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College seniors hitting the job market should follow these tips

Published: 12/03/2021

Source:  Rochester

University of Rochester’s career center director says the pandemic has opened up new opportunities for recent college graduates, but they must be flexible.
In six months, college seniors across the country will graduate into an unpredictable job market. The COVID-19 pandemic has altered the employment landscape, perhaps forever, as numerous employers are now allowing employees to work remotely or in a hybrid format. Thankfully, jobs for recent college graduates are relatively plentiful.

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Joseph Testani, assistant dean and director of the University of Rochester’s Greene Center for Career Education and Connections, offers advice to seniors on how they can make the most of this year’s unusual job market.

What’s different about the job market now than when today’s seniors entered college?
Workers of the future may be able to build their careers, networks, and wealth in interesting and creative ways.
The traditional-aged college student will have a more varied and diversified career path than ever before that will include “conventional” jobs along with side hustles, gigs, start-up nonprofits or for-profit organizations, time off for mindfulness, starting families, and taking care of family members. The pandemic opened up and accelerated the ways that people can pursue this work—leveraging online communities, using more virtual collaboration tools, and not being bound by location for opportunities to connect or partner. 

What should seniors be looking for when considering where to apply?
Employers put their values on full display as they respond to social justice issues in the local as well as national or international communities. How does this change or play into your job search? How have industries where you want to work responded to tackling equity and access? This is playing out more than ever in the interview process, giving candidates more freedom to ask tougher questions to evaluate who may be committed to change within their organizations and to putting the needs of employees first.

Who should seniors be talking to, or networking with, at this point in their college careers?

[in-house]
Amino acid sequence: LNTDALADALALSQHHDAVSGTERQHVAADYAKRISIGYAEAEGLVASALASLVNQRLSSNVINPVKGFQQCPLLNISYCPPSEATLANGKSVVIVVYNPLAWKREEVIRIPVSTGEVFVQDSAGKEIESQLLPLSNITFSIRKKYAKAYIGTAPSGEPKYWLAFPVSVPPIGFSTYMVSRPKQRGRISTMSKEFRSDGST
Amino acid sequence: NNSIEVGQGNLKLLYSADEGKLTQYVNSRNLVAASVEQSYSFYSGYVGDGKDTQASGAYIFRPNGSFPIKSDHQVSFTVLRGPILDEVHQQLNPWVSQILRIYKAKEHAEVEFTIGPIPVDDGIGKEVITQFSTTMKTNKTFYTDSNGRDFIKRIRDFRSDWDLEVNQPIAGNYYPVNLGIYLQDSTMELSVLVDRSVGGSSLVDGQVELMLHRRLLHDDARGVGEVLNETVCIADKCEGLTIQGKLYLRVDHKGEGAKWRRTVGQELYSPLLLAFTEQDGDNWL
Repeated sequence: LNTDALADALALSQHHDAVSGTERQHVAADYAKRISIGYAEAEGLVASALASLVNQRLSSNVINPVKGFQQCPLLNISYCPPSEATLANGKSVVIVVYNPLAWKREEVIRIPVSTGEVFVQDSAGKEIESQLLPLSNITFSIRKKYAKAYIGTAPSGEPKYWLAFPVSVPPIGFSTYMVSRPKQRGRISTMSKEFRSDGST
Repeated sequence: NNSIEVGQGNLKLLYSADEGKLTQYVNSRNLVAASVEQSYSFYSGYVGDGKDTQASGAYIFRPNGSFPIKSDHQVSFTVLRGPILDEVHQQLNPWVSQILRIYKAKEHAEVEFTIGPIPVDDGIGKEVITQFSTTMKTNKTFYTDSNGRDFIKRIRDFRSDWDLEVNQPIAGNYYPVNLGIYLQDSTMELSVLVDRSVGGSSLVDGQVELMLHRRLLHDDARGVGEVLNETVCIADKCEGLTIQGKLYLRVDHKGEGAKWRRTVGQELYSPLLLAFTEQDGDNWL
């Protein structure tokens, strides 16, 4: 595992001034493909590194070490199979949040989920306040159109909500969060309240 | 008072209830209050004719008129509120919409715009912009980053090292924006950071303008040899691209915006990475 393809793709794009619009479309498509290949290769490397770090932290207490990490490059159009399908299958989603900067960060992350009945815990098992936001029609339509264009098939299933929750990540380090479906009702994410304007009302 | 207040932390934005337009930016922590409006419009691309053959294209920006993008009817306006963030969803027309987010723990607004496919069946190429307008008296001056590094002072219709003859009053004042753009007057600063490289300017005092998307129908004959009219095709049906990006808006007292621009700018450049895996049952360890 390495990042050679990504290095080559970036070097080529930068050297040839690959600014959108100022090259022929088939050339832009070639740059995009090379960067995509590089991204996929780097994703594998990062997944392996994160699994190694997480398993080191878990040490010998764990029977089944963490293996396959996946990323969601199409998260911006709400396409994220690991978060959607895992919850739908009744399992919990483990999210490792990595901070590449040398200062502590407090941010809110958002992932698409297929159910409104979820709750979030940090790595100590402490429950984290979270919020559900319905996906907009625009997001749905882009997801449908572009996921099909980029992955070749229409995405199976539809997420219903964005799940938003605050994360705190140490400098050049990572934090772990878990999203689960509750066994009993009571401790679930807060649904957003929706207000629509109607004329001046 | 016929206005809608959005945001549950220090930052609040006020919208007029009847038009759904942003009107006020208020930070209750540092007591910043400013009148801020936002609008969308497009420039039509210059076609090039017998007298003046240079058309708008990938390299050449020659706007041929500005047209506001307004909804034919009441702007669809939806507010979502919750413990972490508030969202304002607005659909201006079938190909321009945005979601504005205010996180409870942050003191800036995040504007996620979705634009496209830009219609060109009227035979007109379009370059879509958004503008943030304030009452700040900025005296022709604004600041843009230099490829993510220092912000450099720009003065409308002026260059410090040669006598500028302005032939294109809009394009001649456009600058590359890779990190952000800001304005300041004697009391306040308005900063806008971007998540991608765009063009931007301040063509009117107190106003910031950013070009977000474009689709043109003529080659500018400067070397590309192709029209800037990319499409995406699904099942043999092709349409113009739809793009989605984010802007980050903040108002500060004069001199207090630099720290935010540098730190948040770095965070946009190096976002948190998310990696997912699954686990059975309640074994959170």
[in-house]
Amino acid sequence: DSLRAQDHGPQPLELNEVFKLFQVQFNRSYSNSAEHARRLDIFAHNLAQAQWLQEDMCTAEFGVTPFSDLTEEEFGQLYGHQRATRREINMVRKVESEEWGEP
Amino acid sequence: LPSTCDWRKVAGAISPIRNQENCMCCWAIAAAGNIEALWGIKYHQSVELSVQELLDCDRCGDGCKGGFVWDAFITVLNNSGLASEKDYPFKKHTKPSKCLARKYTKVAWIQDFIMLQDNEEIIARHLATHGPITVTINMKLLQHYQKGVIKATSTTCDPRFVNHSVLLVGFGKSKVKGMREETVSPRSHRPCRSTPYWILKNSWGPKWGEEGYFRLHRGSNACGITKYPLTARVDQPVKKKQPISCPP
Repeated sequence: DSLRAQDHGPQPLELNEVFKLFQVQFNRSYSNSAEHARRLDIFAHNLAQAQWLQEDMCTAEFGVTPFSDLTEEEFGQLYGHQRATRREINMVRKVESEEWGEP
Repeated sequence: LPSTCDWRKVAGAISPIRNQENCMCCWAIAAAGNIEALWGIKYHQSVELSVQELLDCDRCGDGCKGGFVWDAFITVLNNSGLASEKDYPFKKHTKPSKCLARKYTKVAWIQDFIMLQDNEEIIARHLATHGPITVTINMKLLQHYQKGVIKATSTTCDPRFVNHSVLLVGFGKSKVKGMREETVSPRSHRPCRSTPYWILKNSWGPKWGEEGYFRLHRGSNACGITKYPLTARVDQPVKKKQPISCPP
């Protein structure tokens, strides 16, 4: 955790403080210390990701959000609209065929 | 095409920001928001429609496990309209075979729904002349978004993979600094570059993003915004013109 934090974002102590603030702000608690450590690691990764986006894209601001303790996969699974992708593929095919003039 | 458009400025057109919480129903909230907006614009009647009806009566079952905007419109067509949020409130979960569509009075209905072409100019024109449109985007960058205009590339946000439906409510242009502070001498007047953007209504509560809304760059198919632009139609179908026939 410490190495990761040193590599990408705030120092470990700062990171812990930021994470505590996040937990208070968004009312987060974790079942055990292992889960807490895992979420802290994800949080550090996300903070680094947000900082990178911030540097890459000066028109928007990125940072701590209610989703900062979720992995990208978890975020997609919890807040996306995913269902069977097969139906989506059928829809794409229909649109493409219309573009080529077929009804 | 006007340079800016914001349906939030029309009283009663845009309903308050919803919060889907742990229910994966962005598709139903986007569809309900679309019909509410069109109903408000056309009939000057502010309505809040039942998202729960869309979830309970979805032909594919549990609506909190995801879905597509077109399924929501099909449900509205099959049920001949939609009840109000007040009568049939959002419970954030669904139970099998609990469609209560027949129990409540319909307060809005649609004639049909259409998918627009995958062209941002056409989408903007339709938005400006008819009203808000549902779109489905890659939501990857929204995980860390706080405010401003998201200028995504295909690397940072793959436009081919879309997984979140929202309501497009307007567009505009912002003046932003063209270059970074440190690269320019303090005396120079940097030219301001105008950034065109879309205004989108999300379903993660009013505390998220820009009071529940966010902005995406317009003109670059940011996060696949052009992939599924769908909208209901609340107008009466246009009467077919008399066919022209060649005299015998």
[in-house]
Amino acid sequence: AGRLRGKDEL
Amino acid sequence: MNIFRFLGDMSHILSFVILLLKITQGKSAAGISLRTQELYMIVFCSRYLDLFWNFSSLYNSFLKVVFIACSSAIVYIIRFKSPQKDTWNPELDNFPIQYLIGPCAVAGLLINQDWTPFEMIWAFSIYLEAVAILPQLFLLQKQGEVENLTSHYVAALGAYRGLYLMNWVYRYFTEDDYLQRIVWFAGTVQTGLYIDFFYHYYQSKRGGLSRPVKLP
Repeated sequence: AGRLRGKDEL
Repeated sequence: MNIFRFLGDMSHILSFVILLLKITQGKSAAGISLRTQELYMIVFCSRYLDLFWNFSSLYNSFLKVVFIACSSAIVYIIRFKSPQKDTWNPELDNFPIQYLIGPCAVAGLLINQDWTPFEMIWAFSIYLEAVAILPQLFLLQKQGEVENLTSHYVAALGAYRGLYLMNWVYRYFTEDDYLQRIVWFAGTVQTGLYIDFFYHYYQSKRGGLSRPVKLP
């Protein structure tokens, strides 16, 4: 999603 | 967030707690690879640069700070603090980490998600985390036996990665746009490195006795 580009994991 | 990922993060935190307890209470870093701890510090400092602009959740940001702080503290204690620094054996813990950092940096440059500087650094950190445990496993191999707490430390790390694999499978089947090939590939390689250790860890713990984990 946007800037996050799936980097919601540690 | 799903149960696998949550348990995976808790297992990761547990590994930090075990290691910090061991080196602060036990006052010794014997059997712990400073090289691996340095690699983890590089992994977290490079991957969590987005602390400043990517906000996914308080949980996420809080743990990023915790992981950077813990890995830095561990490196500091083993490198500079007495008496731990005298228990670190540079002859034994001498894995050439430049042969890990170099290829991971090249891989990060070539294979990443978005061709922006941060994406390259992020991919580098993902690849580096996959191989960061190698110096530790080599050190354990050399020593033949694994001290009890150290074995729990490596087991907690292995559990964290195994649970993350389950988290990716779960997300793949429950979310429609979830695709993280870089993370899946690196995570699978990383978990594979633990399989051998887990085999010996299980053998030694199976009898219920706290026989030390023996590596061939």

Talk to your friends. Their families. Peers. Faculty members. Alumni. Recruiters. Even people you haven’t spoken to in a few years. Ask questions and learn about them as people, idea-generators for careers, collaborators for startups, sources of volunteer opportunities, job leads, and references for graduate or professional school. Ask them for other people who may be fun or interesting to talk to, and if they would be open to make an introduction. It’s a fast way to build a network. Make this a priority by dedicating 20 to 30 percent of your job search time to networking and connecting with others. Lastly, track your conversations and what you learn in a way that makes sense for you; do it in a Google doc, on your phone, a spreadsheet—whatever works best.

Should graduates stay focused on jobs that relate to their majors?
Not necessarily. The pandemic actually created more opportunities to try careers or jobs out virtually, lowering the risk of experimentation. Platforms such as Forage, Mindsumo, Promazo, and Handshake offer various ways to gain experience or explore other fields. These platforms are easy to use and can introduce people to so many ideas they may not have considered based on their interests. Seniors don’t have to have everything figured out. It just means that they’re graduating college and entering into the next chapter of their lives. And exploring and refining one’s ideas for what is possible should continue.

What advice would you offer for updating online profiles that employers may see?
You don’t always have to be an expert; an understanding of the topic, how it relates to the business, and showing an ability to learn will go a long way.
Be authentic. Highlight any experiences you’ve had and think about the skills you gained and how they may be applicable to a future job. Keep tweaking this as you try new things, meet new people, and build new skills. Don’t pretend you know more than you do. If you see a gap in your experience that’s related to a job you’re interested in, build a skill on a platform such as LinkedIn Learning, and network with people in that area to mitigate any shortcomings. For example, if a job calls for data visualization or Salesforce or data analysis—take a class to get a credential stating that you have learned something about that subject. 

Should students be concerned about what they’ve posted on social media platforms?
Today’s college students engage online in ways that we would not have seen just a few years ago. They have grown up online, sharing views and personal stories, supporting and connecting with people and events that inspire them, and using online mediums as platforms for their voice. This translates to the job search as they are looking for organizations that align with their values and that accept them for who they are. That said, it’s worth a few minutes to review your social media to make sure it represents your current views, with the understanding that some potential employers may take that into account as they connect with you online.

What would you say to the senior who is thinking, “I have no idea what I want to do”?
Don’t fret. You are definitely not alone. Your first job is only a step, and the key aspect of your search is to think about problems you want to work on, the type of people you want to work with, and what kinds of environments you want to work in—whether it’s in-person or virtual. You are not expected to know everything, but your interest and willingness to learn are attributes that employers cannot do without.

Source:  Rochester

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